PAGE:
CSV 884 - Supervised Learning with Kernels

Instructor Manik Varma
Co-ordinator K. K. Biswas
Student Volunteer Rahul Kumar
Credits 1
Classroom 201, IIA, Bharti Building
Timings 2:00 - 3:30 PM on Tuesdays and Fridays.
Kaggle Competitions       Data Set 1   Data Set 2   Data Set 3   Data Set 4   Data Set 5   Data Set 6

Support Vector Machines (SVMs) are one of the most popular tools used to tackle supervised machine learning problems. They have defined the state-of-the-art on multiple benchmark tasks and are easy to use requiring relatively little machine learning expertise. In this course, we will take a detailed look at the area of supervised machine learning from an SVM perspective. We will start by introducing machine learning and SVM basics and will then go into four current areas of SVM research: (a) formulations; (b) kernels and kernel learning; (c) optimization and (d) prediction. Emphasis will be placed on both the mathematical treatment of SVMs as well as the practical aspects of optimization and implementation. Students are expected to be comfortable with linear algebra, probability/statistics and coding in C and Matlab. By the end of the course, students should be able to use SVMs to solve real world machine learning problems as well as take up research projects extending SVMs in novel directions.


Lecture 1 (30-07-2013)
Introduction to ML, features, over fitting and generalization, noise and prior knowledge  
Lecture 1 notes
Chapter 1 of  DHS
Lecture 2 (02-08-2013)
Bayesian vs MAP vs ML approaches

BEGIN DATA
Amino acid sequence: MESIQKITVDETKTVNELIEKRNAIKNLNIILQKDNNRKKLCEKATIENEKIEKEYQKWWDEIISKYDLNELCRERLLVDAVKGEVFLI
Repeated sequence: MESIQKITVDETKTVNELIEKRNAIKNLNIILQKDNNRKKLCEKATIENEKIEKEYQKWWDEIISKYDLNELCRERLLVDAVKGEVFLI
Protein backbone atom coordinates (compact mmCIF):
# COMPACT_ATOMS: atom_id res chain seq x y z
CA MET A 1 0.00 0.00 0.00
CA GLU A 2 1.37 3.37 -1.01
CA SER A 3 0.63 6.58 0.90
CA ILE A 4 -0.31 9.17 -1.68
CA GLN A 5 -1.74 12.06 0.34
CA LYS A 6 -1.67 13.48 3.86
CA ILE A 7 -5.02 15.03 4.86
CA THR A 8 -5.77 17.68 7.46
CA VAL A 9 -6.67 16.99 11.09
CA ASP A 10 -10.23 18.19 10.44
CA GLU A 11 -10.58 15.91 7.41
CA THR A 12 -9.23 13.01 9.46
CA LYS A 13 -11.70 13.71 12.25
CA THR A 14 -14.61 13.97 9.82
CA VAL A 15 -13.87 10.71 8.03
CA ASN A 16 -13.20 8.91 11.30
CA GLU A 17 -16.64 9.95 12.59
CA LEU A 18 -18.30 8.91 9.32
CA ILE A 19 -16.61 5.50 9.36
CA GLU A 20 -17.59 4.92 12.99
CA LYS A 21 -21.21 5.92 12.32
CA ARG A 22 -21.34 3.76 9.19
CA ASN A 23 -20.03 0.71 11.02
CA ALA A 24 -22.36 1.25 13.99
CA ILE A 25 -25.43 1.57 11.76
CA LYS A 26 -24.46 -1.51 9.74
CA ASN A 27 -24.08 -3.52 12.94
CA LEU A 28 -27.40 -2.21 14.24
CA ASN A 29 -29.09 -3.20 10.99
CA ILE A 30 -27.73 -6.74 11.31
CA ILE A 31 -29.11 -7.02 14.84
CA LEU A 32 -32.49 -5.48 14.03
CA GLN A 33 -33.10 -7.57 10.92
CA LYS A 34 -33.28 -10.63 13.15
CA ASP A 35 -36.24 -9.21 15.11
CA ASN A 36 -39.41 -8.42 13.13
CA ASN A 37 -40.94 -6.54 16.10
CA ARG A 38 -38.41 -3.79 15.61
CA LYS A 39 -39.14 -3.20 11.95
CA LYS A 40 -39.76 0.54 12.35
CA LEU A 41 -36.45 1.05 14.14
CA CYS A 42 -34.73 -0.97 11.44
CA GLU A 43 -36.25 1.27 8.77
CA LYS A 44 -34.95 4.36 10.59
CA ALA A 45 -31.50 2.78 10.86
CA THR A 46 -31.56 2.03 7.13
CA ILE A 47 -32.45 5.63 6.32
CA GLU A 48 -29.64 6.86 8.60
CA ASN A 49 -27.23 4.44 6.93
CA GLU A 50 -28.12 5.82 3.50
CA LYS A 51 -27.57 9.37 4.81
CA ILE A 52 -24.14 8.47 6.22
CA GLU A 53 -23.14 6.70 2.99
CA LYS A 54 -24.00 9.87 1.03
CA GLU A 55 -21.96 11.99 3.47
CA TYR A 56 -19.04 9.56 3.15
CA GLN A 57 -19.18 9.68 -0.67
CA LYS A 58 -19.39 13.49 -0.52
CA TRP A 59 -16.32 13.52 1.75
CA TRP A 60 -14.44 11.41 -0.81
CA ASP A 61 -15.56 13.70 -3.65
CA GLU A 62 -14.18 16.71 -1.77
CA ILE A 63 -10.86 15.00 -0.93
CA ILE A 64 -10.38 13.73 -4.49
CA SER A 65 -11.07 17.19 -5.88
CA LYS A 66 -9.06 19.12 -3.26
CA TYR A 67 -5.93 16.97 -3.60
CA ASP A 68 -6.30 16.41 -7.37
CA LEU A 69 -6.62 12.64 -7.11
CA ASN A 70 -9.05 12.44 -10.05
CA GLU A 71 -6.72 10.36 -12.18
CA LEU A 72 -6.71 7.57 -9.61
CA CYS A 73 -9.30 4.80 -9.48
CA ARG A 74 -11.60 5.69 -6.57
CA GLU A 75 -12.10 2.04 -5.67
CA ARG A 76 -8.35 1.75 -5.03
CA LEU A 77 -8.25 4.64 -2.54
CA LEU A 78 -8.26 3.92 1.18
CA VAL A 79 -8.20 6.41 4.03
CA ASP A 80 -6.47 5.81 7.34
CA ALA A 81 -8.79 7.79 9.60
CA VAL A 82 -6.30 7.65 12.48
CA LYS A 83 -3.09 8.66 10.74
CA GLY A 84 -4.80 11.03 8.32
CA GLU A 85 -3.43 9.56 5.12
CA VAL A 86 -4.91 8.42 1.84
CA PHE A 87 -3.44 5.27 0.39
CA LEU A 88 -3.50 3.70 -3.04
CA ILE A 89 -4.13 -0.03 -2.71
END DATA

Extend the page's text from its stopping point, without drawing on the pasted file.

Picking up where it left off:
Lecture 2 notes
Chapter 1 of  PRML
Chapter 3 of  DHS
Lectures 3 (06-08-2013) and 4 (13-08-2013)
Generative vs Discriminative approaches  
Lecture 3 notes
Lecture 4 notes
Chapter from Mitchell
Ng & Jordan NIPS 01
Lectures 5 (16-08-2013) and 6 (23-08-2013)
Linear SVMs
Primal optimization - gradient descent and stochastic gradient descent 
Lecture 5 notes
Lecture 6 notes
Tutorial by Chris Burges

Lecture 7 (15-10-2013)
Linear SVMs continued
Dual optimization - dual co-ordinate ascent 
Lecture 7 notes

Lecture 8 (18-10-2013)
Linear SVMs continued
Cutting plane optimization 
Lecture 8 notes
Joachims KDD 06

Lectures 9 (29-10-2013) and 10 (01-01-2013)
Block co-ordinate ascent optimization 
Lecture 9 notes
Lecture 10 notes
SMO - Fan, Chen and Lin JMLR 05


Most code was written five minutes before the start of each lectureand comes with no guarantees, comments or documentation. In particular, no attempt has been made to bulletproof the code. For instance, if there is no feasible solution for your parameter settings then the figure plotting subroutines will crash (the LR and SVM learning routines should be stable). In any case, run the code at your own peril.

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